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    @CodyGray The problem is that it is inaccurate, not that it may be.
    – forest
    Jun 8 at 23:09
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    @CodyGray "we highlight a selection of authors writing bad content for fun"? Jun 8 at 23:11
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    They just don't learn, do they. Jun 8 at 23:24
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    There's a nice hint in the blog's URL. The data may not steam but the post itself does. Jun 8 at 23:49
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    1/ Your first couple of points are valid - everything about quantum computing is limited by the speed of light. However it's innacurate to say that they can only "solve very specific types of problems" - they (a 'universal QC') can do anything a classical computer can do and do problems outside BQP. Solving problems outside BQP will take an exponentially long time (and may suffer from technical problems such as requiring more hardware than available, just as a classical computer may be limited by e.g. memory) but can be done. Jun 10 at 12:33
  • 2/ There is a model of quantum computation called 'measurement based' (MBQC) where measurements don't have to take place at the end. Google's QC (at least, the one they made the claim of computational supremacy with) isn't an adiabatic QC, rather a superconducting circuit model QC, although yes, you're right in that their claims of 'quantum computational supremacy' are contested Jun 10 at 12:33
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    @Mithrandir24601 You're right. By "can only solve" I meant "are only faster at solving" (I'm aware of the Church-Turing thesis). I've edited my post to correct it (and your other points).
    – forest
    Jun 10 at 21:06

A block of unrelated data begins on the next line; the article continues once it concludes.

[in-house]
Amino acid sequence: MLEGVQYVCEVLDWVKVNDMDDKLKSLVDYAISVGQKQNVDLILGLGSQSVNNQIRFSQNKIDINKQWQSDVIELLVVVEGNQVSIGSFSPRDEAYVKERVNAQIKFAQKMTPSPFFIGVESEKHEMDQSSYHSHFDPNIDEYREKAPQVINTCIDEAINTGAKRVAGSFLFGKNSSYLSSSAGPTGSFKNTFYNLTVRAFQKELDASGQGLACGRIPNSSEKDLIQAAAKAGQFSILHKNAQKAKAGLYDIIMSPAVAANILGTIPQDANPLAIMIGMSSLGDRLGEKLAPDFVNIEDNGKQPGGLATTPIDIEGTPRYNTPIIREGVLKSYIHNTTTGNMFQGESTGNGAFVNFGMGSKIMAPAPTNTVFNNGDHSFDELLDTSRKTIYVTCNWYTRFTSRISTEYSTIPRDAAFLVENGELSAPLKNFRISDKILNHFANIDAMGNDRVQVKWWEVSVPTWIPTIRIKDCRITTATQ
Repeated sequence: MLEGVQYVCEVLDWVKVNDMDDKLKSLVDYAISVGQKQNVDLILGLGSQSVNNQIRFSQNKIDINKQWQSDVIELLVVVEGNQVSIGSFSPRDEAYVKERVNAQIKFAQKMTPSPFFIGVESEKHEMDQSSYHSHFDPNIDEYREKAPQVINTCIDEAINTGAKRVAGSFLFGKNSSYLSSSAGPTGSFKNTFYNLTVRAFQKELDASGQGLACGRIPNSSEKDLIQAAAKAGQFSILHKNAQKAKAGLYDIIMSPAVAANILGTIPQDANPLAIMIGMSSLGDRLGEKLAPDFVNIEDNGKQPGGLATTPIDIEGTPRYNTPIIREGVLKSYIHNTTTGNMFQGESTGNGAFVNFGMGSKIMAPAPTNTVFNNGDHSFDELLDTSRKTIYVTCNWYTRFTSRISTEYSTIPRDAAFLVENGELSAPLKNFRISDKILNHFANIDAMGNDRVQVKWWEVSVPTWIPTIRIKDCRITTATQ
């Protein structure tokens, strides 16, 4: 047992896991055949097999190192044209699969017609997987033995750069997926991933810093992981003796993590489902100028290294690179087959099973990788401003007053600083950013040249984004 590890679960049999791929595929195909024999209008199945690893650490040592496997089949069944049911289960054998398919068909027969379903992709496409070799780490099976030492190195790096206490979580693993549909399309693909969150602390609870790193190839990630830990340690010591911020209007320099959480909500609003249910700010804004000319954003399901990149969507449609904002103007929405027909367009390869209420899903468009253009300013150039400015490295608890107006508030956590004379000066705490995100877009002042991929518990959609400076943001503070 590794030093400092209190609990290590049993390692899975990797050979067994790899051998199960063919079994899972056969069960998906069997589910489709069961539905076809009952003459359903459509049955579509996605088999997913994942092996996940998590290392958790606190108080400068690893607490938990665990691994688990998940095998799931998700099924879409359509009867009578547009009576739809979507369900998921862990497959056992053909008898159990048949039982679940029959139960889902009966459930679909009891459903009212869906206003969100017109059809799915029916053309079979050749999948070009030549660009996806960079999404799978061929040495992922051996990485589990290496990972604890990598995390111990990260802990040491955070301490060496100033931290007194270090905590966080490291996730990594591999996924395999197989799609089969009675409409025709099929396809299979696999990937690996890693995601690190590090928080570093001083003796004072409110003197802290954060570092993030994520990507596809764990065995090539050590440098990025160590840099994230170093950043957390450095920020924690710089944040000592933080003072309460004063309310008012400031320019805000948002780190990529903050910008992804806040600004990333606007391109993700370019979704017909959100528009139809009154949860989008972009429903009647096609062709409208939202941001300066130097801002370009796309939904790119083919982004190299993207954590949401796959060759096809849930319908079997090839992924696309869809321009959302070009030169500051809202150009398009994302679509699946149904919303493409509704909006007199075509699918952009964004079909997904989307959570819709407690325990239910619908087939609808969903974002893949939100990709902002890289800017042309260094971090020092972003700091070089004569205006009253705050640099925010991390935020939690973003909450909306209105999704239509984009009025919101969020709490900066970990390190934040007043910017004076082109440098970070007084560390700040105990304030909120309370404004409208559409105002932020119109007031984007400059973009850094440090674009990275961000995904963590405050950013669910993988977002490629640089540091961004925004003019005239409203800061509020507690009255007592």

1 Answer 1

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Once again, the problem lies with the expectation that the blog contains things which are not garbage. As I said one of the last times this came up:

The central issue here seems to be that you expect the SO blog not to contain bad content, or maybe you're expecting the people who write the posts to know anything of value about the topic they're writing about.

Just substitute "write" for "talk" as this question is about a podcast.

Given the prevalence of garbage articles along with stuff like CEO fluff-posts, it's clear that whoever controls the blog output has little to no technical knowledge. In essence, it should be thought of as an extension of the SO marketing department. As it's entirely controlled by the company, the meta community cannot do anything about it. Well, we can complain, but we already did that for many of the earlier trash articles, and it didn't change anything. Given that SO hardly listens to complaints about important issues, I wouldn't hold my breath waiting for them to admit their blog "experts" don't know what they're talking about. Thus I think any time spent on lobbying SO to improve their blog is better spent on literally anything else.